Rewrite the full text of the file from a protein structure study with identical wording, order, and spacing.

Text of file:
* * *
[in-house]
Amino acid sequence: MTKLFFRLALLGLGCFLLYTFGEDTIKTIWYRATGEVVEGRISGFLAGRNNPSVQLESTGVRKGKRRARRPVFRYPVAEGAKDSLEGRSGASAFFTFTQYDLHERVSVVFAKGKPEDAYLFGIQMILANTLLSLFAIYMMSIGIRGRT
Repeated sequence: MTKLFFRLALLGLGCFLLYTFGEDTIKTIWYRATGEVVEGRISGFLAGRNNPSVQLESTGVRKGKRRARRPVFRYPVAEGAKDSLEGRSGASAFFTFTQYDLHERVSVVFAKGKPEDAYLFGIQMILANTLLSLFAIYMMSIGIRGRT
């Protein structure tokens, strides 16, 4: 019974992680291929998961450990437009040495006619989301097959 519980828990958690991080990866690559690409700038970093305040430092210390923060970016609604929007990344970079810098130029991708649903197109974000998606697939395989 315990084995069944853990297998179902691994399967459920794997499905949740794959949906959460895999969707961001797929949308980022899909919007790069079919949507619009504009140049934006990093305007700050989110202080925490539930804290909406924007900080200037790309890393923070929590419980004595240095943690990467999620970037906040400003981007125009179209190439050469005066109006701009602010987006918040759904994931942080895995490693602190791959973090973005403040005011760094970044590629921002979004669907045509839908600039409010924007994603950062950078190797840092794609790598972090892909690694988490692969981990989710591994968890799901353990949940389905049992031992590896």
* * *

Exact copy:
[in-house]
Amino acid sequence: MTKLFFRLALLGLGCFLLYTFGEDTIKTIWYRATGEVVEGRISGFLAGRNNPSVQLESTGVRKGKRRARRPVFRYPVAEGAKDSLEGRSGASAFFTFTQYDLHERVSVVFAKGKPEDAYLFGIQMILANTLLSLFAIYMMSIGIRGRT
Repeated sequence: MTKLFFRLALLGLGCFLLYTFGEDTIKTIWYRATGEVVEGRISGFLAGRNNPSVQLESTGVRKGKRRARRPVFRYPVAEGAKDSLEGRSGASAFFTFTQYDLHERVSVVFAKGKPEDAYLFGIQMILANTLLSLFAIYMMSIGIRGRT
């Protein structure tokens, strides 16, 4: 019974992680291929998961450990437009040495006619989301097959 519980828990958690991080990866690559690409700038970093305040430092210390923060970016609604929007990344970079810098130029991708649903197109974000998606697939395989 315990084995069944853990297998179902691994399967459920794997499905949740794959949906959460895999969707961001797929949308980022899909919007790069079919949507619009504009140049934006990093305007700050989110202080925490539930804290909406924007900080200037790309890393923070929590419980004595240095943690990467999620970037906040400003981007125009179209190439050469005066109006701009602010987006918040759904994931942080895995490693602190791959973090973005403040005011760094970044590629921002979004669907045509839908600039409010924007994603950062950078190797840092794609790598972090892909690694988490692969981990989710591994968890799901353990949940389905049992031992590896």